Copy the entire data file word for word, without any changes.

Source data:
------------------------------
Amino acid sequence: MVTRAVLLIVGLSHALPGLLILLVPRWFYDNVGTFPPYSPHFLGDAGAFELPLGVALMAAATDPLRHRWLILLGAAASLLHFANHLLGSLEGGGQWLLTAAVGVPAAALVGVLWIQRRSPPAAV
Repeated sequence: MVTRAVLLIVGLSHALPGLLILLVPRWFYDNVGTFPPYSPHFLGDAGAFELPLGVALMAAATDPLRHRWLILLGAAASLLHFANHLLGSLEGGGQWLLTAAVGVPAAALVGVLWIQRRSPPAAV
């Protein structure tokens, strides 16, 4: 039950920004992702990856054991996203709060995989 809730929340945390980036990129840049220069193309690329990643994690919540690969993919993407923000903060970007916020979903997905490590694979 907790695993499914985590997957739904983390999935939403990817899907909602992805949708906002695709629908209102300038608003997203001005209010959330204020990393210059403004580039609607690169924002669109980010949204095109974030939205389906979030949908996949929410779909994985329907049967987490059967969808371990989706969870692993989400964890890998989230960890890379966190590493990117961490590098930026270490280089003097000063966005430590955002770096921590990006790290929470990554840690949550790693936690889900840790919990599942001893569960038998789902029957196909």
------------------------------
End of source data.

Amino acid sequence: MVTRAVLLIVGLSHALPGLLILLVPRWFYDNVGTFPPYSPHFLGDAGAFELPLGVALMAAATDPLRHRWLILLGAAASLLHFANHLLGSLEGGGQWLLTAAVGVPAAALVGVLWIQRRSPPAAV
Repeated sequence: MVTRAVLLIVGLSHALPGLLILLVPRWFYDNVGTFPPYSPHFLGDAGAFELPLGVALMAAATDPLRHRWLILLGAAASLLHFANHLLGSLEGGGQWLLTAAVGVPAAALVGVLWIQRRSPPAAV
């Protein structure tokens, strides 16, 4: 039950920004992702990856054991996203709060995989 809730929340945390980036990129840049220069193309690329990643994690919540690969993919993407923000903060970007916020979903997905490590694979 907790695993499914985590997957739904983390999935939403990817899907909602992805949708906002695709629908209102300038608003997203001005209010959330204020990393210059403004580039609607690169924002669109980010949204095109974030939205389906979030949908996949929410779909994985329907049967987490059967969808371990989706969870692993989400964890890998989230960890890379966190590493990117961490590098930026270490280089003097000063966005430590955002770096921590990006790290929470990554840690949550790693936690889900840790919990599942001893569960038998789902029957196909």